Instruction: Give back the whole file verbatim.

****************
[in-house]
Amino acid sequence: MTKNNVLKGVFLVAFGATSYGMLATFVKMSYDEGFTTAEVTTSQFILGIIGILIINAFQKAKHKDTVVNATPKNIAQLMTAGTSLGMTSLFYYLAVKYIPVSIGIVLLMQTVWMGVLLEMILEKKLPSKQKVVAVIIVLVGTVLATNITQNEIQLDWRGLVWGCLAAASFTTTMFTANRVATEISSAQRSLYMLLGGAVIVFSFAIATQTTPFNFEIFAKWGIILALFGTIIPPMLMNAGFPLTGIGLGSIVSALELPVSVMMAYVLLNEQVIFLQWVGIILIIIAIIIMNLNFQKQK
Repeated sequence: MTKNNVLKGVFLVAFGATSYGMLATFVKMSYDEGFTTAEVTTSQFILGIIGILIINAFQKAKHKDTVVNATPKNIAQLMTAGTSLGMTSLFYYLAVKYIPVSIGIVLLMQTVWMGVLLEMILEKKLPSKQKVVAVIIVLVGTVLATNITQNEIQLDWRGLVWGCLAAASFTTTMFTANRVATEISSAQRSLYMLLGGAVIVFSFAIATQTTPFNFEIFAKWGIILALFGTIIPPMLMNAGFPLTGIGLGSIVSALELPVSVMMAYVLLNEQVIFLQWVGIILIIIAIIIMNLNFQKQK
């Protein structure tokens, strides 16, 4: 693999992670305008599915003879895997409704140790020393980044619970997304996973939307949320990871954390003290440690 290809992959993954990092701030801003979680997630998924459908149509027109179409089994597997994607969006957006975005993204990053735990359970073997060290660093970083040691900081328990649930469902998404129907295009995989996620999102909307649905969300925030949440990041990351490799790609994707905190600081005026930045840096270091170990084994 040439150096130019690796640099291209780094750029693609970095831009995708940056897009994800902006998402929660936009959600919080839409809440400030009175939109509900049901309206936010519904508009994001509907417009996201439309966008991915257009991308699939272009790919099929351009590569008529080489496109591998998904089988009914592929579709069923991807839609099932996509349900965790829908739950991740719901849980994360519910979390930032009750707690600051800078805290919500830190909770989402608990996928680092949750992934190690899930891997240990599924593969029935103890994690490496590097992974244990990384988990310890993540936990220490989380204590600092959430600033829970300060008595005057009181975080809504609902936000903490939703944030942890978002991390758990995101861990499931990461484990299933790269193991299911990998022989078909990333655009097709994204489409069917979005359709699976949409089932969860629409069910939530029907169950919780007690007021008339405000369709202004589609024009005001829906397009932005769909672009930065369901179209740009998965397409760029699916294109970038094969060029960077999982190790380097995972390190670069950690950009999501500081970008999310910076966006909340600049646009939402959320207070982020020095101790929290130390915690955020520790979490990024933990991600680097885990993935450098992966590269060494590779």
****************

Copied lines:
[in-house]
Amino acid sequence: MTKNNVLKGVFLVAFGATSYGMLATFVKMSYDEGFTTAEVTTSQFILGIIGILIINAFQKAKHKDTVVNATPKNIAQLMTAGTSLGMTSLFYYLAVKYIPVSIGIVLLMQTVWMGVLLEMILEKKLPSKQKVVAVIIVLVGTVLATNITQNEIQLDWRGLVWGCLAAASFTTTMFTANRVATEISSAQRSLYMLLGGAVIVFSFAIATQTTPFNFEIFAKWGIILALFGTIIPPMLMNAGFPLTGIGLGSIVSALELPVSVMMAYVLLNEQVIFLQWVGIILIIIAIIIMNLNFQKQK
Repeated sequence: MTKNNVLKGVFLVAFGATSYGMLATFVKMSYDEGFTTAEVTTSQFILGIIGILIINAFQKAKHKDTVVNATPKNIAQLMTAGTSLGMTSLFYYLAVKYIPVSIGIVLLMQTVWMGVLLEMILEKKLPSKQKVVAVIIVLVGTVLATNITQNEIQLDWRGLVWGCLAAASFTTTMFTANRVATEISSAQRSLYMLLGGAVIVFSFAIATQTTPFNFEIFAKWGIILALFGTIIPPMLMNAGFPLTGIGLGSIVSALELPVSVMMAYVLLNEQVIFLQWVGIILIIIAIIIMNLNFQKQK
């Protein structure tokens, strides 16, 4: 693999992670305008599915003879895997409704140790020393980044619970997304996973939307949320990871954390003290440690 290809992959993954990092701030801003979680997630998924459908149509027109179409089994597997994607969006957006975005993204990053735990359970073997060290660093970083040691900081328990649930469902998404129907295009995989996620999102909307649905969300925030949440990041990351490799790609994707905190600081005026930045840096270091170990084994 040439150096130019690796640099291209780094750029693609970095831009995708940056897009994800902006998402929660936009959600919080839409809440400030009175939109509900049901309206936010519904508009994001509907417009996201439309966008991915257009991308699939272009790919099929351009590569008529080489496109591998998904089988009914592929579709069923991807839609099932996509349900965790829908739950991740719901849980994360519910979390930032009750707690600051800078805290919500830190909770989402608990996928680092949750992934190690899930891997240990599924593969029935103890994690490496590097992974244990990384988990310890993540936990220490989380204590600092959430600033829970300060008595005057009181975080809504609902936000903490939703944030942890978002991390758990995101861990499931990461484990299933790269193991299911990998022989078909990333655009097709994204489409069917979005359709699976949409089932969860629409069910939530029907169950919780007690007021008339405000369709202004589609024009005001829906397009932005769909672009930065369901179209740009998965397409760029699916294109970038094969060029960077999982190790380097995972390190670069950690950009999501500081970008999310910076966006909340600049646009939402959320207070982020020095101790929290130390915690955020520790979490990024933990991600680097885990993935450098992966590269060494590779």